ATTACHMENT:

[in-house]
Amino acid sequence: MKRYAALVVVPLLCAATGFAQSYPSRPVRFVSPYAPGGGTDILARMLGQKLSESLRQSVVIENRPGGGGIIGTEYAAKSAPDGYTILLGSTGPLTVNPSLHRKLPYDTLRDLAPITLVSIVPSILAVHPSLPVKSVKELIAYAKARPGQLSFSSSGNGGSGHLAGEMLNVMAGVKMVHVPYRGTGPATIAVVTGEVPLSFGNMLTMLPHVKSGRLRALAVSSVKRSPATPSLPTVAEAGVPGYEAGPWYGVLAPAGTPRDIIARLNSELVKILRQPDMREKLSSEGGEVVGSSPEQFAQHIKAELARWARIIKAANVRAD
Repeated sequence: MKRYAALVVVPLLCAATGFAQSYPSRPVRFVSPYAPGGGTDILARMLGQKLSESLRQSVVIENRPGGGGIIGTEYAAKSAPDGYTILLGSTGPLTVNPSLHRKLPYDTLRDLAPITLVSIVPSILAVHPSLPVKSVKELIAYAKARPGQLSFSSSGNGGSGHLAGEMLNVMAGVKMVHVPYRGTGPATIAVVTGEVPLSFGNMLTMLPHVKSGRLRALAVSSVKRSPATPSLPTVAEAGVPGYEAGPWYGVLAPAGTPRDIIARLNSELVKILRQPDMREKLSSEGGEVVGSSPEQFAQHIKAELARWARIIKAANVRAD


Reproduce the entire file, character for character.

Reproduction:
[in-house]
Amino acid sequence: MKRYAALVVVPLLCAATGFAQSYPSRPVRFVSPYAPGGGTDILARMLGQKLSESLRQSVVIENRPGGGGIIGTEYAAKSAPDGYTILLGSTGPLTVNPSLHRKLPYDTLRDLAPITLVSIVPSILAVHPSLPVKSVKELIAYAKARPGQLSFSSSGNGGSGHLAGEMLNVMAGVKMVHVPYRGTGPATIAVVTGEVPLSFGNMLTMLPHVKSGRLRALAVSSVKRSPATPSLPTVAEAGVPGYEAGPWYGVLAPAGTPRDIIARLNSELVKILRQPDMREKLSSEGGEVVGSSPEQFAQHIKAELARWARIIKAANVRAD
Repeated sequence: MKRYAALVVVPLLCAATGFAQSYPSRPVRFVSPYAPGGGTDILARMLGQKLSESLRQSVVIENRPGGGGIIGTEYAAKSAPDGYTILLGSTGPLTVNPSLHRKLPYDTLRDLAPITLVSIVPSILAVHPSLPVKSVKELIAYAKARPGQLSFSSSGNGGSGHLAGEMLNVMAGVKMVHVPYRGTGPATIAVVTGEVPLSFGNMLTMLPHVKSGRLRALAVSSVKRSPATPSLPTVAEAGVPGYEAGPWYGVLAPAGTPRDIIARLNSELVKILRQPDMREKLSSEGGEVVGSSPEQFAQHIKAELARWARIIKAANVRAD